How to create a global strategy in products with a high need for localization
6 takeaways from an interview with a product leader from Intuit and Paypal
As companies operate in more markets, there is a constant need for product leaders to create a global strategy that aligns the goals and opportunities that the (usually global) team will focus on.
But all markets are different, having differences in user needs, competitors, and regulations. Jesus Cagide is an experienced product leader working on Intuit and previously many years at Paypal. Even if you don’t have the massive scope that those companies have, you will certainly benefit from the wisdom shared in this interview.
You can listen to the episode, or jump to my takeaways!
1. When thinking of expanding our mission to a new region, think about 3 things
- Bargain power of customers: cost of alternatives
- Tech access of customers: what are the distribution channels
- Regulations that could significantly impact how the users can use our product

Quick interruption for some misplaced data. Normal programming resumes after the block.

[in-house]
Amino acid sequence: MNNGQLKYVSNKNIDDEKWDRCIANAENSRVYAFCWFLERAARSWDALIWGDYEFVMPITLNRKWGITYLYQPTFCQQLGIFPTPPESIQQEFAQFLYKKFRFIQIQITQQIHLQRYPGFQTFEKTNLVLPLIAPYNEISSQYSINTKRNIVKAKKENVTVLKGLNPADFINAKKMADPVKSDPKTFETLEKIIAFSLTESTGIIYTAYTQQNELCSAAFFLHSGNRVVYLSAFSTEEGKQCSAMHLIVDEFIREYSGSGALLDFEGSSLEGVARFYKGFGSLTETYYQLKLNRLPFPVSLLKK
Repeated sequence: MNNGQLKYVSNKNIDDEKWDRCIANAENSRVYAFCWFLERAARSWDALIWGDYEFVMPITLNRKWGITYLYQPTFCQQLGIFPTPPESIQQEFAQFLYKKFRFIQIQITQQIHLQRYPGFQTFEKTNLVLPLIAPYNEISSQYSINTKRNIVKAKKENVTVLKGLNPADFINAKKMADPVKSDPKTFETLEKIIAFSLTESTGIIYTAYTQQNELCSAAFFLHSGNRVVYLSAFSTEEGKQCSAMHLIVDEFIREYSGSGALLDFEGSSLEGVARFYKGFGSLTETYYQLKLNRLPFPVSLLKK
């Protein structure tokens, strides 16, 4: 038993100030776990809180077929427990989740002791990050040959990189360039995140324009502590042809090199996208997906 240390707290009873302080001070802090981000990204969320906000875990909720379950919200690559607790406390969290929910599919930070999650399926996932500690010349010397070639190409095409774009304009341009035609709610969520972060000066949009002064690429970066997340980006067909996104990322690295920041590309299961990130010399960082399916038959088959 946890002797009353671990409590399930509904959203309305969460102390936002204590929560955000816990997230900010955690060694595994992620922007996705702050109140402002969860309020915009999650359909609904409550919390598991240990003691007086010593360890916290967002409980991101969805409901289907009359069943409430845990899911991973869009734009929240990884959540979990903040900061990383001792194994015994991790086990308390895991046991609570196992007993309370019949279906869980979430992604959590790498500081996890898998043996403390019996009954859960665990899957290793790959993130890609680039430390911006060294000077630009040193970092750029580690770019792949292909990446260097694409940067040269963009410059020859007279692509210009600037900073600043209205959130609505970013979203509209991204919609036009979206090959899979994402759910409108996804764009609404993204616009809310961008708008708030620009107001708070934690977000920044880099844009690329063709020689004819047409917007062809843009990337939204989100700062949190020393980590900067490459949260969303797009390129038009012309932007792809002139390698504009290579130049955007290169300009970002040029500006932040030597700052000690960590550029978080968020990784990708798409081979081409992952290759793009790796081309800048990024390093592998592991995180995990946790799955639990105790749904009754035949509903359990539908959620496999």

2. When developing the local impact of your global strategy, you need to understand the strategic intent in each geography:
- Are we trying to develop the market with existing products?
- Are we trying to penetrate the market with new products and services?
- Are we trying to expand or defend our market?
3. Thinking about JBTD forces diagram, we can think of pushing, pulling, anxiety and inertia. It’s important to consider how this varies from market to market! Each geography would have its own set of existing tools, needs, and anxieties that can play an important role in our local implementation of the global strategy.
4. Important insight when considering the lifecycle of your product: it can vary in each region. Even with the same global strategy, local execution can vary drastically depending on your stage: increasing activation, engagement, or consolidation.
5. Evaluating your strengths also can vary in different geographies: the power of your brand, core capabilities, and distribution channel strength.
6. At the end of the day, you would have a global product team, with one backlog combining the needs of different regions. As a product manager of that team, you need to be well connected to the people in each country which can give you very detailed (and local) perspectives of your users in that geography.
This content is related to my book Product Direction. In it, I describe in length, with tools and examples, all the steps to create a successful product strategy and how to connect it with OKRs.